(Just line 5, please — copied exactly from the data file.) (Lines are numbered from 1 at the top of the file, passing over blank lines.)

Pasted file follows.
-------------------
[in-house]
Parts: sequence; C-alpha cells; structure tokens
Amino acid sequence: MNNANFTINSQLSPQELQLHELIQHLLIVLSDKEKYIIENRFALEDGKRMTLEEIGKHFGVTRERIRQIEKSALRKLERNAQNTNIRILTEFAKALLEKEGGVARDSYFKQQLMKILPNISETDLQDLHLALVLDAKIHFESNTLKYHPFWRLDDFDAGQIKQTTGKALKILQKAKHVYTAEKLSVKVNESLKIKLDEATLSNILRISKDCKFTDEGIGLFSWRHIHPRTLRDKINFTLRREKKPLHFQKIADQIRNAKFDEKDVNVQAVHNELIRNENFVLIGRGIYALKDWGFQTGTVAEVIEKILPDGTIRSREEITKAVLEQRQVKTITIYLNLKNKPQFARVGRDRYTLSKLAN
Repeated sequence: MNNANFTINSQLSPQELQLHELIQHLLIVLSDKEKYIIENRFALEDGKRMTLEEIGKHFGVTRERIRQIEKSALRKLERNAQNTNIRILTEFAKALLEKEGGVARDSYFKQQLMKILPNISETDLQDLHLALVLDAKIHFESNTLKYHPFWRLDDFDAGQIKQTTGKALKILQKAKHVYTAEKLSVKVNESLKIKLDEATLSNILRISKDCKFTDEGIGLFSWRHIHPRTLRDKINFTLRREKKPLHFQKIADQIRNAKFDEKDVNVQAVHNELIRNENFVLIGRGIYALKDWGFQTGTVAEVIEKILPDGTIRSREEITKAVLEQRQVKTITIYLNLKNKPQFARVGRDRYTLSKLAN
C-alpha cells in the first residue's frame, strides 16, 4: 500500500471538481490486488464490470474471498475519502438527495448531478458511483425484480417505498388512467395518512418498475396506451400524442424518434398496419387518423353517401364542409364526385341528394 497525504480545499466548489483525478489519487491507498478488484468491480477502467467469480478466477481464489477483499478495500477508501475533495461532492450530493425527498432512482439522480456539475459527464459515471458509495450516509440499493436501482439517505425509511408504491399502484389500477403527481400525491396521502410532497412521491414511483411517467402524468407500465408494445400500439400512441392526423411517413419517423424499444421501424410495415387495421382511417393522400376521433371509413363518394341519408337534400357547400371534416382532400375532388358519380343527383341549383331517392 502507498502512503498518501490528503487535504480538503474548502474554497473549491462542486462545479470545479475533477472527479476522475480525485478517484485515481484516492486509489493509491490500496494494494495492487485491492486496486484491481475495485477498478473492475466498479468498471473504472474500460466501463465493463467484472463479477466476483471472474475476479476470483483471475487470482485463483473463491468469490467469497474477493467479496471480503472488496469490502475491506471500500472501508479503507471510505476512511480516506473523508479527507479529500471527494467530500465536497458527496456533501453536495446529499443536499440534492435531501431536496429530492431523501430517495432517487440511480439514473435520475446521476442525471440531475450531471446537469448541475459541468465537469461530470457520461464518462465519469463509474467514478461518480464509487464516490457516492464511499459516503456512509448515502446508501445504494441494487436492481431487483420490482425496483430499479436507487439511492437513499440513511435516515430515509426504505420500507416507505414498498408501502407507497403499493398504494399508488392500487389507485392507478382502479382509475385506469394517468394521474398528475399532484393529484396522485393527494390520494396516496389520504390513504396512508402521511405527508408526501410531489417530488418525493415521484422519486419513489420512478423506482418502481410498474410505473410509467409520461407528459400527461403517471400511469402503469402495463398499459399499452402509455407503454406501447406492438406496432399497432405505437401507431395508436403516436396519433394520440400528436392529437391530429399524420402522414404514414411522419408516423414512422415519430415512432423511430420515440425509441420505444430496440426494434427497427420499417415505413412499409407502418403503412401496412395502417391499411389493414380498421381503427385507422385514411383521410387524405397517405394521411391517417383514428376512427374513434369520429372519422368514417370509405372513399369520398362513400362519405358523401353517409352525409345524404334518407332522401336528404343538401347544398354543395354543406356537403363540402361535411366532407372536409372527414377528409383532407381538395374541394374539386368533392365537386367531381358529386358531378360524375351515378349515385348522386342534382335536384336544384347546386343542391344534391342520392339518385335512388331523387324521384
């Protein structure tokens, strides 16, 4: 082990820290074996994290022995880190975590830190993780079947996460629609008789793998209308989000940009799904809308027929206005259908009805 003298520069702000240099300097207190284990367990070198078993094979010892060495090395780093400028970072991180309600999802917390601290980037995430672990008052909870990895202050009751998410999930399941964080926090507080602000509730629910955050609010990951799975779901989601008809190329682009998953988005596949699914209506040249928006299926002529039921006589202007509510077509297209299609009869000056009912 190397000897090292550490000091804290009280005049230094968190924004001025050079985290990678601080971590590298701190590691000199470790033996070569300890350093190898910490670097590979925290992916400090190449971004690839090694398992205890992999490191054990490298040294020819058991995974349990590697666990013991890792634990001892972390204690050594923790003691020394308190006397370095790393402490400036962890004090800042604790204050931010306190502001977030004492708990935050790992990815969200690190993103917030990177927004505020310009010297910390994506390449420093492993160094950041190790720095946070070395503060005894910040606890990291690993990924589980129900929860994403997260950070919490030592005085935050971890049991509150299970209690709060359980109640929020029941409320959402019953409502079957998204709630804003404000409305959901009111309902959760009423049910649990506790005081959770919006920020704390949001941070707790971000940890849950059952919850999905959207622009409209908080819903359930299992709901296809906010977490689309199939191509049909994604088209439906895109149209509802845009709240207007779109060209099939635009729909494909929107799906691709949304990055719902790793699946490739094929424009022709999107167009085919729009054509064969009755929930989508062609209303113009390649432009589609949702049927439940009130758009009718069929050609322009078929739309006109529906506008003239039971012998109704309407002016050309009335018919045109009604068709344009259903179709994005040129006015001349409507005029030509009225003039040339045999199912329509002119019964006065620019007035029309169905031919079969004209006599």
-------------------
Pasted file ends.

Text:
C-alpha cells in the first residue's frame, strides 16, 4: 500500500471538481490486488464490470474471498475519502438527495448531478458511483425484480417505498388512467395518512418498475396506451400524442424518434398496419387518423353517401364542409364526385341528394 497525504480545499466548489483525478489519487491507498478488484468491480477502467467469480478466477481464489477483499478495500477508501475533495461532492450530493425527498432512482439522480456539475459527464459515471458509495450516509440499493436501482439517505425509511408504491399502484389500477403527481400525491396521502410532497412521491414511483411517467402524468407500465408494445400500439400512441392526423411517413419517423424499444421501424410495415387495421382511417393522400376521433371509413363518394341519408337534400357547400371534416382532400375532388358519380343527383341549383331517392 502507498502512503498518501490528503487535504480538503474548502474554497473549491462542486462545479470545479475533477472527479476522475480525485478517484485515481484516492486509489493509491490500496494494494495492487485491492486496486484491481475495485477498478473492475466498479468498471473504472474500460466501463465493463467484472463479477466476483471472474475476479476470483483471475487470482485463483473463491468469490467469497474477493467479496471480503472488496469490502475491506471500500472501508479503507471510505476512511480516506473523508479527507479529500471527494467530500465536497458527496456533501453536495446529499443536499440534492435531501431536496429530492431523501430517495432517487440511480439514473435520475446521476442525471440531475450531471446537469448541475459541468465537469461530470457520461464518462465519469463509474467514478461518480464509487464516490457516492464511499459516503456512509448515502446508501445504494441494487436492481431487483420490482425496483430499479436507487439511492437513499440513511435516515430515509426504505420500507416507505414498498408501502407507497403499493398504494399508488392500487389507485392507478382502479382509475385506469394517468394521474398528475399532484393529484396522485393527494390520494396516496389520504390513504396512508402521511405527508408526501410531489417530488418525493415521484422519486419513489420512478423506482418502481410498474410505473410509467409520461407528459400527461403517471400511469402503469402495463398499459399499452402509455407503454406501447406492438406496432399497432405505437401507431395508436403516436396519433394520440400528436392529437391530429399524420402522414404514414411522419408516423414512422415519430415512432423511430420515440425509441420505444430496440426494434427497427420499417415505413412499409407502418403503412401496412395502417391499411389493414380498421381503427385507422385514411383521410387524405397517405394521411391517417383514428376512427374513434369520429372519422368514417370509405372513399369520398362513400362519405358523401353517409352525409345524404334518407332522401336528404343538401347544398354543395354543406356537403363540402361535411366532407372536409372527414377528409383532407381538395374541394374539386368533392365537386367531381358529386358531378360524375351515378349515385348522386342534382335536384336544384347546386343542391344534391342520392339518385335512388331523387324521384